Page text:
Ghost Hound
神霊狩 (Japanese)
Keywords: , , , , , ,
Notables: Animation - Production I.G.
HOSHI Souichiro
ONO Kenshou
Original Concept - MASAMUNE Shirow
R1 Distributor - Section23 Films (ADV)
R1 License - Sentai Filmworks (ADV)
R1 License - Subtitled Only
TACHIKI Fumihiko
In the mountain town of Suiten, three boys find they have a few things in common: They go to the same school, they all had traumatic experiences in their childhood, and their souls can travel to a parallel world.

Series by Shirow Masamune and Production I.G. (of Ghost in the Shell fame.) This title was released to celebrate Production IG's 20-year anniversary.

Series aired October 2007 through April 2008.
22 TV Episodes (~24min).

More information at the ↗Ghost Hound wiki-listing.

1:09min Promo - YouTube Video
1:30min Opening - YouTube Video
1:30min Ending - YouTube Video
"神霊" (shinrei) means "divine spirit"; "狩" (gari, as final part of a word) means "the hunt".
OverallArtAnimationCharacter Design MusicSeries StoryEpisode StoryReviewer
Buy 9 9 8 8 10 9 Ggultra2764 [series:1705#1552]
Wow, this was a great thriller title. Ghost Hound implemented use of psychological and philosophical elements to look into the developments surrounding the central characters of the series and piecing together the mysterious occurrences within the small town of Suiten. Like Serial Experiments Lain, Ghost Hound retains a subdued, mundane mood throughout its run during the show's normal mode and bumps up its suspense during moments when the boys experience out-of-body experiences in the spirit realm and dream of memories from their tragic pasts. The series does rather well at fleshing out the tragic pasts of Taro, Masayuki and Makoto where the series gets into the heads of the boys as they perceive and/ or try to recall the events that occurred during their earlier years. In addition, we get to see the growth of their characters as they come to terms with their past tragedies as they come to understand their situations better.

In terms of plot developments, Ghost Hound takes its time in unveiling pieces to the various paranormal occurrences taking place in the town. Strange creatures have been spotted at random points within the town and hints are dropped over a string of crimes having occurred around the time that Taro's abduction took place. In addition, the series does bring up seemingly unconnected situations which involve a fanatic local cult, a biotech plant and the young daughter of a shrine priest that Taro takes interest in. But as the series presses on, these situations clash together where their linearity makes enough sense at resolving any lingering plot developments to Ghost Hound once the character developments with the three boys get resolved.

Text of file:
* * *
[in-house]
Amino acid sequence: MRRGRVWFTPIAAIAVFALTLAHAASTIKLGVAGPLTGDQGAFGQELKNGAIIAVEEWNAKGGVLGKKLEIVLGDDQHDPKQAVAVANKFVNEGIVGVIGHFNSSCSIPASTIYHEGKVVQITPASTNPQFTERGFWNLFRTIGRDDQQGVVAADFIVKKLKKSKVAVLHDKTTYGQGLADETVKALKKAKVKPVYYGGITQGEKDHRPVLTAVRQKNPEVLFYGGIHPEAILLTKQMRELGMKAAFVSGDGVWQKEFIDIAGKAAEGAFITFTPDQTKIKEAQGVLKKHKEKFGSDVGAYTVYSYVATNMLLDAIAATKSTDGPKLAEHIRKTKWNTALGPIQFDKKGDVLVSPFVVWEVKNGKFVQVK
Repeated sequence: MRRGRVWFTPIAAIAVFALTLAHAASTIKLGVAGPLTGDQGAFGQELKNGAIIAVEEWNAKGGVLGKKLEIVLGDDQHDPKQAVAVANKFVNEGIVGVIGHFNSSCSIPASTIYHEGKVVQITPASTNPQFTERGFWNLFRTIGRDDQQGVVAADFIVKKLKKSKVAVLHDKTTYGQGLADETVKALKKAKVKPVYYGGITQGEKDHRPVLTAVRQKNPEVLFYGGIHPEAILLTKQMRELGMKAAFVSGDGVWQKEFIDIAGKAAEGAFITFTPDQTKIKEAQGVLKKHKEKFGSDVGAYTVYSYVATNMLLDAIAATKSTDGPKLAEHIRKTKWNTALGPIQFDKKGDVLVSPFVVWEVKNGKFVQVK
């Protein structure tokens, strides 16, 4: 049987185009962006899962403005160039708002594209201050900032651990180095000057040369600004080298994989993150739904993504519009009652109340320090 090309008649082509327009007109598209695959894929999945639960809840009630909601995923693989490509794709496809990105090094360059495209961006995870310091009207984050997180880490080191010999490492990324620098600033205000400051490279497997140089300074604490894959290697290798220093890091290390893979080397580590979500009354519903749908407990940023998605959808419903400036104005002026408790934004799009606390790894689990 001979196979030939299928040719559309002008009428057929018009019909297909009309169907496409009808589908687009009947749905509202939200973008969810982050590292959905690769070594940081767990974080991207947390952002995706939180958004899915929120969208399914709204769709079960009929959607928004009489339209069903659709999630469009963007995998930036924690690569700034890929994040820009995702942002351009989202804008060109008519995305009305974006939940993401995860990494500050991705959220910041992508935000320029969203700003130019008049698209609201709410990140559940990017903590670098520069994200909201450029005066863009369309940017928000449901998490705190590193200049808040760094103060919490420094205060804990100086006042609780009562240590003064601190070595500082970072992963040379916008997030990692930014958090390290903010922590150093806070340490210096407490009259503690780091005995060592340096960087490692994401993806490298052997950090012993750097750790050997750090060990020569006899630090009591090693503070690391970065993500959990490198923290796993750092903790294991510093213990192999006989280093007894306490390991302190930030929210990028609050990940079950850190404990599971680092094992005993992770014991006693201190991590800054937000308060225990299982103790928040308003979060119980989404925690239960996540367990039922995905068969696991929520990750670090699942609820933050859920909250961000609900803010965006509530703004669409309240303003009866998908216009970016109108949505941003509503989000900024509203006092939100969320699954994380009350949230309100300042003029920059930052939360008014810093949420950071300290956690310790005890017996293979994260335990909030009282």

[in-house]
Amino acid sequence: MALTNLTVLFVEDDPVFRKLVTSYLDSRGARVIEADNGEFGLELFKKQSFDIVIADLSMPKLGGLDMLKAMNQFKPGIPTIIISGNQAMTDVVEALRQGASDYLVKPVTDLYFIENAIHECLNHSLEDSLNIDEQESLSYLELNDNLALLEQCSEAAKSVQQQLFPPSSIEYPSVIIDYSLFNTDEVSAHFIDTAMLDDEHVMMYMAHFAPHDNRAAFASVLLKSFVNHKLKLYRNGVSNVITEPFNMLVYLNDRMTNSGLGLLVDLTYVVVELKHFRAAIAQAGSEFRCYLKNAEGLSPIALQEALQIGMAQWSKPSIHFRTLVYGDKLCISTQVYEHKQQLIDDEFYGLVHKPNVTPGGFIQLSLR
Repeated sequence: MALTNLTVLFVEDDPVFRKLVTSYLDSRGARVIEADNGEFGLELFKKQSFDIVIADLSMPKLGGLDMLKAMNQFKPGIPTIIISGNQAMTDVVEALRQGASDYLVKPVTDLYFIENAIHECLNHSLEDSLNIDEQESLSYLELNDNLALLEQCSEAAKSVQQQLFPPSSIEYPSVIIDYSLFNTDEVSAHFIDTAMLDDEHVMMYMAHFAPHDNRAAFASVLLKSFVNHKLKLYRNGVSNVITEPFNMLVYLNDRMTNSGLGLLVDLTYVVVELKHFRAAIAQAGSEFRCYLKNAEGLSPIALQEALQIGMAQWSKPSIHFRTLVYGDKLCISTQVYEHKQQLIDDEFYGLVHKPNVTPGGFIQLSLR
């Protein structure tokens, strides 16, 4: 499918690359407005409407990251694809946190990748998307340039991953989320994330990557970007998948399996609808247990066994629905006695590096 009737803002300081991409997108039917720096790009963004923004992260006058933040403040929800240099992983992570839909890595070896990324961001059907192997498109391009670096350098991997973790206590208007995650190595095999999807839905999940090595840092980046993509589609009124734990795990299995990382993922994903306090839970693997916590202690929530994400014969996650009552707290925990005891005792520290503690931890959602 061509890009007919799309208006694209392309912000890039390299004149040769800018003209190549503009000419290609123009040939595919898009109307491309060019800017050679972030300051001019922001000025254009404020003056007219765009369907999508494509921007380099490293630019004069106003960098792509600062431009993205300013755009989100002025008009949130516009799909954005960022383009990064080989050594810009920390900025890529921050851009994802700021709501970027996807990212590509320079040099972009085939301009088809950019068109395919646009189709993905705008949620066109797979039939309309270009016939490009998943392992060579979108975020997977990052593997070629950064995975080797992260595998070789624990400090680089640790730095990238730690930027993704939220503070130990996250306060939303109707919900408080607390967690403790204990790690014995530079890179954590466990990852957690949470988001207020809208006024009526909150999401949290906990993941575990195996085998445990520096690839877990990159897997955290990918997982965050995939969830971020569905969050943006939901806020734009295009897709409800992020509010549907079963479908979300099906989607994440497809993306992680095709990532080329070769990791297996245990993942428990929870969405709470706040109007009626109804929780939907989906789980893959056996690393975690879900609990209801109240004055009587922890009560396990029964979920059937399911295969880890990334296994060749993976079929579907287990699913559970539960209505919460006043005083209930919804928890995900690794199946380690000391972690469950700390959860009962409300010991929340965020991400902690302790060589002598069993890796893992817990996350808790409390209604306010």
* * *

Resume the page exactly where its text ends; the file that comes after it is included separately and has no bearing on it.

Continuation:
The major element to Ghost Hound that will make or break one's enjoyment of the series are the frequent mentions and debates of psychological and philosophical concepts. Psychological analysis is frequent as Dr. Hirata is around at a number of points to bring up mental disorders of the brain that effect patients that he helps, in particular Taro. The philosophical element comes in the form of a number of theories brought up on spiritual and existential concepts connected to the out of body experiences that the boys have in their travels to the spirit realm. I do believe that these elements are relevant within the series to keep the audience guessing over whether the experiences with the boys are the result of either a spiritual experience or something of scientific basis coming off the mental scars they had from their pasts.

The only major flaw I found within the series was its final episode where the series seemingly introduced some new concepts that it never had time to fully develop and having a bright mood which isn't consistent with Ghost Hound's earlier episodes.

In terms of presentation, Ghost Hound does well enough at delivering with visuals and music to fit in well with the blurring of moods that the show presents at various points. In terms of the normal world, the show makes use of bright colors and defined details in rendering its scenery and character designs to fit with its mundane mood. The out of body experiences and flashbacks from the boys are what lead to the title's visual highlights. Various abstract settings are shown to create a seemingly unique atmosphere for the spiritual realms that the boys visit such as the nerves that make up Taro's brain, a room full of various monitors and the real world rendered in limited color. Adding to this unique experience are occasional first-person shots from the eyes of the boys as they either go in and out of consciousness or experiencing flashbacks, such as Taro trying to catch up with his sister through an alley.

The soundtrack to the series is mostly low-key and minimal, with music only added in whenever necessary to enhance mood within tense scenes. The OP and ED are unique choices to help one get into Ghost Hound with the OP's quirky and upbeat tone plus the ED's subdued and gentle ballad.

Overall, Ghost Hound proved to be quite the interesting mind trip for me with its implementation of psychology and mysticism in exploring the tragic pasts of Taro and his friends plus the mysterious developments occurring within the town they live in. I strongly recommend this series to anyone hoping for an anime that is outside the norm of conventional titles and will keep you guessing over what direction it will lead.

Last updated Thursday, August 11 2011. Created Thursday, August 11 2011.

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